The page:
Morphine is an opiate, derived from the poppy plant. It is classified as a narcotic and is commonly prescribed to manage pain.
What does it look like?
Morphine is commonly available in the form of a tablet, syrup, injection or as a suppository. Depending on its form, morphine may be injected, swallowed, or even smoked.
How is it used?
Morphine is often used before or after surgery to alleviate severe pain. Morphine and other opioids act by attaching to specific proteins called opioid receptors, which are found in the brain, spinal cord, and gastrointestinal tract. When these compounds attach to certain opioid receptors in the brain and spinal cord, they can effectively change the way a person experiences pain.
What are its short-term effects?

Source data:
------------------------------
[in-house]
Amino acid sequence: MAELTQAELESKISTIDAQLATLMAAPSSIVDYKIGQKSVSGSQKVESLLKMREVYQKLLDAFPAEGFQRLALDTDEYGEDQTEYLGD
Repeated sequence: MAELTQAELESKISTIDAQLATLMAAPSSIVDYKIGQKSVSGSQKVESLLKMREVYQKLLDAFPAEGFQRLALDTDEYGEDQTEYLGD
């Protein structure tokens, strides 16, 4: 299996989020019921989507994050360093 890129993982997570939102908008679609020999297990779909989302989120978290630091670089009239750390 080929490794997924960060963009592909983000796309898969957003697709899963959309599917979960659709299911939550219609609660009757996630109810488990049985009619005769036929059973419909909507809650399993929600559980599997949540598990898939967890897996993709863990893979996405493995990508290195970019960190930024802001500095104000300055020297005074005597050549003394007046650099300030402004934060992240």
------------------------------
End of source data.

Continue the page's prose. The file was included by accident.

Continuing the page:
Morphine affects regions of the brain that mediate what we perceive as pleasure, resulting in initial feelings of euphoria. Morphine can also produce drowsiness, cause constipation, and, depending upon the amount taken, depress breathing. Taking a large single dose could cause severe respiratory depression, coma or death.
What are its long-term effects?
Long-term use of morphine also can lead to physical dependence. This can also include tolerance and addiction. Individuals taking prescribed opioid medications should be given these medications under appropriate medical supervision and should be supervised when discontinuing use to mitigate withdrawal symptoms.
What is its federal classification?
Source: National Institute on Drug Abuse (NIDA); Drug Enforcement Administration (DEA)